A horseshoe crab gets its oxygen from the water using a series of book gills between the legs and the tail (see the book gills in the red outline below). These book gills get their name from the book-like arrangement of gills. Each one of the ten gills contains hundreds of layered folds called lamellae. So, it's kind of like ten books, and each book has hundreds of pages. This increases the surface area for absorbing oxygen.
Horseshoe crabs have amazing eyes. They have two prominent compound eyes on top of their shell. Compound eyes are made up of numerous smaller eyes, called ommatidia. Most arthropods have these (think of a fly's eye). Each of the horseshoe crab's compound eyes have about 1,000 of these ommatidia. But wait, there's more! In addition to the two compound eyes, these creatures have a pair of median eyes, a pair of lateral eyes, a pair of ventral eyes near the mouth (which is between the five pairs of legs), and they also have a group of specialized photoreceptor eyes on the tail. They have a plethora of eyes!
Although they cannot see fine details all that well, horseshoe crabs are amazing at seeing color and light levels. In fact, their cones and rods are the largest of any animal—100 times larger than those in humans. Amazingly, during the night their eyes are a million times more sensitive to light than during the day!
Below you can see one of the compound eyes.
Check out this video about horseshoe crabs.
Horseshoe crabs have been used in medical research for decades, particularly their blue blood. In fact, every pharmaceutical company in the world relies on horseshoe crabs. Why? Because their blood contains a substance with the tongue-twister name limulus amebocyte lysate. This substance is important because it detects endotoxin. What is endotoxin? It's a contaminant that can can kill you if it happens to get into vaccines, or any injectable drug.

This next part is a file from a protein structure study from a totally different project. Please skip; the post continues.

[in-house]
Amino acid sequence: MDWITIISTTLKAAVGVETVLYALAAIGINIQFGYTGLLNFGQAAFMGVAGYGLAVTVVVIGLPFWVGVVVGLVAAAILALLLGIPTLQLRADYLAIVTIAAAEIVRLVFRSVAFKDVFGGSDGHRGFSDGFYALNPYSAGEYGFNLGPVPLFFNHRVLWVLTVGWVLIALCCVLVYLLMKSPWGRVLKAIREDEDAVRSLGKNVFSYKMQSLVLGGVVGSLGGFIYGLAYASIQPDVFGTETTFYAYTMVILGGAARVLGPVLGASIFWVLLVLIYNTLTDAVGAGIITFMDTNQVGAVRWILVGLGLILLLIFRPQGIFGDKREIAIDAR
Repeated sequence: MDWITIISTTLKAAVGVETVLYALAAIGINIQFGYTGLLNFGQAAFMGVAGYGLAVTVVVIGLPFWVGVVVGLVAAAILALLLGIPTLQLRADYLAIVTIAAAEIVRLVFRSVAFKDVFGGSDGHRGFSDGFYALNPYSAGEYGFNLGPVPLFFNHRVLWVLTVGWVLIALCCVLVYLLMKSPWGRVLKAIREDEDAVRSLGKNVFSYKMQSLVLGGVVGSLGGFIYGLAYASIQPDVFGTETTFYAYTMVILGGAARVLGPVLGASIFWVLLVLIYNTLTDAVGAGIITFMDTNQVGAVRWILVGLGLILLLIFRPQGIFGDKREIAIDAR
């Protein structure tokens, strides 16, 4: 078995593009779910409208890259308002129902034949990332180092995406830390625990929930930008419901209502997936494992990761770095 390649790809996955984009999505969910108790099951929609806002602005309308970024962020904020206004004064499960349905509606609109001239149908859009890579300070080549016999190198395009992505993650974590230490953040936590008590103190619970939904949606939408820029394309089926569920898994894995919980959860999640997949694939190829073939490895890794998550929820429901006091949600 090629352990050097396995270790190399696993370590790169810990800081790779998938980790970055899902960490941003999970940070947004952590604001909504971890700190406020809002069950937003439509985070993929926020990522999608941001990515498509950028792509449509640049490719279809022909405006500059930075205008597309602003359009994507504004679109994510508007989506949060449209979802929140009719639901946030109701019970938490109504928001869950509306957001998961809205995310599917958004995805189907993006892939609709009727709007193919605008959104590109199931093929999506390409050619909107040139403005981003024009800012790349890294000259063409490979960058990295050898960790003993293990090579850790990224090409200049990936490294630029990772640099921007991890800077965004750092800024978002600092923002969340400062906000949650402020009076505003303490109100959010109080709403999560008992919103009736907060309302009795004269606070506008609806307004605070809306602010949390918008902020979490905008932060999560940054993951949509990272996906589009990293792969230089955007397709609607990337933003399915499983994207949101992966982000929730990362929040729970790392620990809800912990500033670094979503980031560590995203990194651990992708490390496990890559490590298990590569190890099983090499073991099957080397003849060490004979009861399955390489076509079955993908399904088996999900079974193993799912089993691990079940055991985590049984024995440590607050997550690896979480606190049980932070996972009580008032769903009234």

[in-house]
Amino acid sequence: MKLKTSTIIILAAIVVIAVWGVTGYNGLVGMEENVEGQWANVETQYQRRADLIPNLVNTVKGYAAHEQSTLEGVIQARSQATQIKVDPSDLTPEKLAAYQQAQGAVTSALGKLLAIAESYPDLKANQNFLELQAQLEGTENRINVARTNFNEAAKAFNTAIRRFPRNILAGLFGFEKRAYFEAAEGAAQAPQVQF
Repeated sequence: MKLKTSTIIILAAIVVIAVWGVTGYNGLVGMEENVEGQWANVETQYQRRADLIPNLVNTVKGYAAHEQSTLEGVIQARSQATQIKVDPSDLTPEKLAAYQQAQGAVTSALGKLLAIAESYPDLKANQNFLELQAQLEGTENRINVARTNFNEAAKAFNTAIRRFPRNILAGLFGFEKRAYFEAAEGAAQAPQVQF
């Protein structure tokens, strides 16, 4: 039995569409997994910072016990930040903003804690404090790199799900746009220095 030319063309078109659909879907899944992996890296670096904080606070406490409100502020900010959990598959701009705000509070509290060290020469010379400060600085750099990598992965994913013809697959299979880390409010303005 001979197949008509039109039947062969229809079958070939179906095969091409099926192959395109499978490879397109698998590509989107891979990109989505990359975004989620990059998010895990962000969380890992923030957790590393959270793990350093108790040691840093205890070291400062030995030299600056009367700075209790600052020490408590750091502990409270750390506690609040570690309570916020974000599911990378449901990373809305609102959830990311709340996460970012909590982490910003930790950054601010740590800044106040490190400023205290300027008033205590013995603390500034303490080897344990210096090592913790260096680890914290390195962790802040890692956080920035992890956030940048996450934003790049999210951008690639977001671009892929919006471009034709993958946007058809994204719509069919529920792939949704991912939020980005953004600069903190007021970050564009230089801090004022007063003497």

It's impossible to understate the importance of this substance. A gallon of the stuff is worth $60,000.
Here's the bad news. Pharmaceutical companies catch half a million horseshoe crabs each year (the harvesting is regulated). They remove a portion of each crab's blood, then they release the crab. However, many of the released crabs are weakened, and they die. This practice, along with fishermen overharvesting horseshoe crabs to use as bait, is resulting in the crab's decline.
As you can imagine, the intense efforts to develop COVID-19 vaccines has resulted in more crab blood needed.
Here's the good news. A synthetic alternative to this substance has been developed. It has been approved for use in Europe, and some US companies have also started using it.
The synthetic alternative is slowly catching on, so maybe eventually we will no longer need to harvest horseshoe crabs for this purpose.
So, the Horseshoe Crab deserves a place in the S.A.H.O.F.
(Splendid Animal Hall of Fame).
FUN FACT: The adjective splendid originated in the 1620s. It probably came from the Latin word splendidus, which means "bright, shining, glittering." Today, splendid is used to describe just about anything good, and it has a broad range of meanings, including gorgeous; magnificent; sumptuous; grand; superb; distinguished or glorious in name, reputation, or victory; strikingly admirable; possessing great talents; excellent; fine; very good; and brilliant in appearance. I guess it's an all-around useful word for praising things.
So, splendid is another way to say awesome!
Horseshoe crab #1 - Pos, Robert, USFWS, via PIXNIO
Holding a horseshoe crab - DepositPhotos
Underneath side of horseshoe crab - DepositPhotos
Sea scorpion size diagram - Wikimedia Commons
Horseshoe crab compound eye - DepositPhotos
Leave a Reply.
Everyone needs a creative outlet. That's why I write.